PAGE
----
Hill Chapel Cross, Goosnargh, Lancashire

Wayside Cross : OS Grid Reference – SD 57273 38505

Also Known as:

  1. Historic England Monument No. 42648

Getting Here

Cross shown on 1912 OS-map

The Cross base is situated in a thick hedgerow on the east side of Horns Lane, opposite St Francis’ Hill Chapel, just to the north of and on the field side of the electricity transmission line that crosses the road at this point. It can be accessed from the field to the north by crossing the stream. In winter the Cross base is just visible from the road side through the hedge.

Archaeology & History

This cross is not described or noted by Henry Taylor in the 1906 edition of his Ancient Crosses and Holy Wells of Lancashire. All that survives is the substantial socketed base of what is likely to have been a mediaeval cross. It is almost completely hidden in the hedge, and is only accessible for ‘hands-on’ inspection from the field side of the road.

It was described by Historic England as:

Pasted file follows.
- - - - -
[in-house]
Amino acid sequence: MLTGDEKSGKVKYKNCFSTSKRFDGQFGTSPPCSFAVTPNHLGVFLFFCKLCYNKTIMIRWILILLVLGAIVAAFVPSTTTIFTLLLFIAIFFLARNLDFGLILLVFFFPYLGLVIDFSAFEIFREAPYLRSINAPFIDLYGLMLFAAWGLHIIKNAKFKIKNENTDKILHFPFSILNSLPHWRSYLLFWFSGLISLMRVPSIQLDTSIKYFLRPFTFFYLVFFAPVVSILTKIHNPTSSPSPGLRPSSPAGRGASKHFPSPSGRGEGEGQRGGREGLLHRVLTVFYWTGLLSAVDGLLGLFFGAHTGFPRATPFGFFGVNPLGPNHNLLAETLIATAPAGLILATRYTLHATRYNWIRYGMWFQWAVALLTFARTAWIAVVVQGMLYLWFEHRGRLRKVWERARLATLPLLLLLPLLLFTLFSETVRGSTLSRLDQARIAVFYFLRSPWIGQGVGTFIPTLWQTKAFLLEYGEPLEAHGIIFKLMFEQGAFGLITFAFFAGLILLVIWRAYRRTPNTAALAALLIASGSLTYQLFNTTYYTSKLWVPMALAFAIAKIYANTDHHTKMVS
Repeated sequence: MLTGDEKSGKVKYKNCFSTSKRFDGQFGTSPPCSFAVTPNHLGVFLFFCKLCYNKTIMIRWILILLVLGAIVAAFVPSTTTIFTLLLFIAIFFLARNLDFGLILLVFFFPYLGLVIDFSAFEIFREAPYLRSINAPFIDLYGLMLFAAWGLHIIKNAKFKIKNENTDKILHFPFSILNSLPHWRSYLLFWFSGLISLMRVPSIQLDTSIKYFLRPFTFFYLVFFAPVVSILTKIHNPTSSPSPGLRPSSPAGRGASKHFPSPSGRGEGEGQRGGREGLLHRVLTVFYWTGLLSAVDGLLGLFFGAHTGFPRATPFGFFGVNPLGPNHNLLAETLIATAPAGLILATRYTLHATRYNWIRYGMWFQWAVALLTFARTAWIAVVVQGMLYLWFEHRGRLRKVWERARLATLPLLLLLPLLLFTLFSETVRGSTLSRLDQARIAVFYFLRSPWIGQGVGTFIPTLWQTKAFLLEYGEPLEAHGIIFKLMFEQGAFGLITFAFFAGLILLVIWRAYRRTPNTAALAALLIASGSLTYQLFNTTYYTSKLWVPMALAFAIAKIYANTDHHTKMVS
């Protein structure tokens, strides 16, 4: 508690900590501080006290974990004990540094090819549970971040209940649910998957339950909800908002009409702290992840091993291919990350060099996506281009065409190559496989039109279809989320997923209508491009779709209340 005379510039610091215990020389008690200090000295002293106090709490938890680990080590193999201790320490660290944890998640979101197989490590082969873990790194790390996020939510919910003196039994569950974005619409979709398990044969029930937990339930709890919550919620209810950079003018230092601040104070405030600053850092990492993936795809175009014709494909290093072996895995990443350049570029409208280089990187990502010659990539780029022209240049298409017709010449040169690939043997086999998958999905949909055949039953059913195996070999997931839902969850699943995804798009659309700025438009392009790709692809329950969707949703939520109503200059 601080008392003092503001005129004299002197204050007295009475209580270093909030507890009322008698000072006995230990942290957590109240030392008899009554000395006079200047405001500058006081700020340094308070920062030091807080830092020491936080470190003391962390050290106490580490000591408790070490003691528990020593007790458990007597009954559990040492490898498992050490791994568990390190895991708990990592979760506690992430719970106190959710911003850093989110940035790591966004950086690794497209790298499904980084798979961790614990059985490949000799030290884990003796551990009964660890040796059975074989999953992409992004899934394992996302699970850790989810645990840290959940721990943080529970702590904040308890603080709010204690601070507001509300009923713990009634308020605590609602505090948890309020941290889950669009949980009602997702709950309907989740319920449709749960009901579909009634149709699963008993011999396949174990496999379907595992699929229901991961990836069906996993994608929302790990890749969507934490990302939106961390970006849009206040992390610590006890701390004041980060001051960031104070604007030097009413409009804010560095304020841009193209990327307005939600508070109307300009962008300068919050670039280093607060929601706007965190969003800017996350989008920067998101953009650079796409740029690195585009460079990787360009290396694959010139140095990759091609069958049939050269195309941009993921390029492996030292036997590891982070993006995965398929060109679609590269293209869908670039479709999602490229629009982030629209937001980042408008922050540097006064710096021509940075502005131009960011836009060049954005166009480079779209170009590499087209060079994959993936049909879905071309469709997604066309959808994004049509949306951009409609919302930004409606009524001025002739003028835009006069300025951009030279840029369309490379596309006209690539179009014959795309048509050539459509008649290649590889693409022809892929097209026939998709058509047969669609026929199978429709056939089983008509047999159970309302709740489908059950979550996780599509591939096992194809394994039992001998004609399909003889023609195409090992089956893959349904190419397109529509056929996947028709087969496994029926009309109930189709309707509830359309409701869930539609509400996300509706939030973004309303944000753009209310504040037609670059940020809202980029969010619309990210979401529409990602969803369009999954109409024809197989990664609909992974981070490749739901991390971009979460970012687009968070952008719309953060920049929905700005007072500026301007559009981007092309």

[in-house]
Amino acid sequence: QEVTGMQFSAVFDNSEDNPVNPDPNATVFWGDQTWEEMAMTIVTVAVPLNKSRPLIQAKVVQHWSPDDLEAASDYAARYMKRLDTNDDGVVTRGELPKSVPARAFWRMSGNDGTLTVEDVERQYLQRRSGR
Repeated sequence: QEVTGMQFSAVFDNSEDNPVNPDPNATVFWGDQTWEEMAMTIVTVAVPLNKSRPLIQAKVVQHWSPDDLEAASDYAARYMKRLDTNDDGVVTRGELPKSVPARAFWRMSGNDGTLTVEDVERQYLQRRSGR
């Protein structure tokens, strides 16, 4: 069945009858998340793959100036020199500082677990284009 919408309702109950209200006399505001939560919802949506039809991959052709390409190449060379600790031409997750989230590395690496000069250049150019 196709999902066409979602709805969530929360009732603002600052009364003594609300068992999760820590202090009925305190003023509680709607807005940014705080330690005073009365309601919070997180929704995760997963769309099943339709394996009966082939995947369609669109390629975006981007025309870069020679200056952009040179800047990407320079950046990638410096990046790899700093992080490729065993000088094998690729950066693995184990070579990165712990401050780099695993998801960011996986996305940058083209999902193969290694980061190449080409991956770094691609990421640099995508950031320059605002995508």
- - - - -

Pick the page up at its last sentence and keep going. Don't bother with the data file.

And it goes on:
‘The socket-stone of a probable wayside cross 1.0m square and 1.5m high…. Its present position in a pasture field suggests that it is not in situ.’

Cross position highlighted
Hidden in the boscage

Despite this description, the substantial nature of the base leads me to query why anyone would wish to move it from elsewhere. It is more likely that past land-owners have encroached on to the ancient highway, and fenced it accordingly. Maybe the Hill Chapel congregation will at some consider exposing the base on its hill crest position and insert a replica cross?

There is no record of what happened to the original Cross.  According to a pamphlet describing Hill Chapel, “this house appears to have always been in Catholic hands”, but no mention is made of the Cross.  A likely culprit for its destruction is the early nineteenth century Protestant fundamentalist the Reverend Richard Wilkinson.

The leaf-filled cross-base

In view of the continuity of Catholic ownership and worship at the Hill Chapel site over the road since before the Reformation, and the sustained persecution suffered by local Catholics in the centuries following the Reformation, it is very unlikely that they would have drawn attention to themselves by erecting the Cross, making it almost certainly of pre-Reformation construction.

Reference:

  1. Anonymous, Hill Chapel Goosnargh, privately published pamphlet available from Hill Chapel, n.d..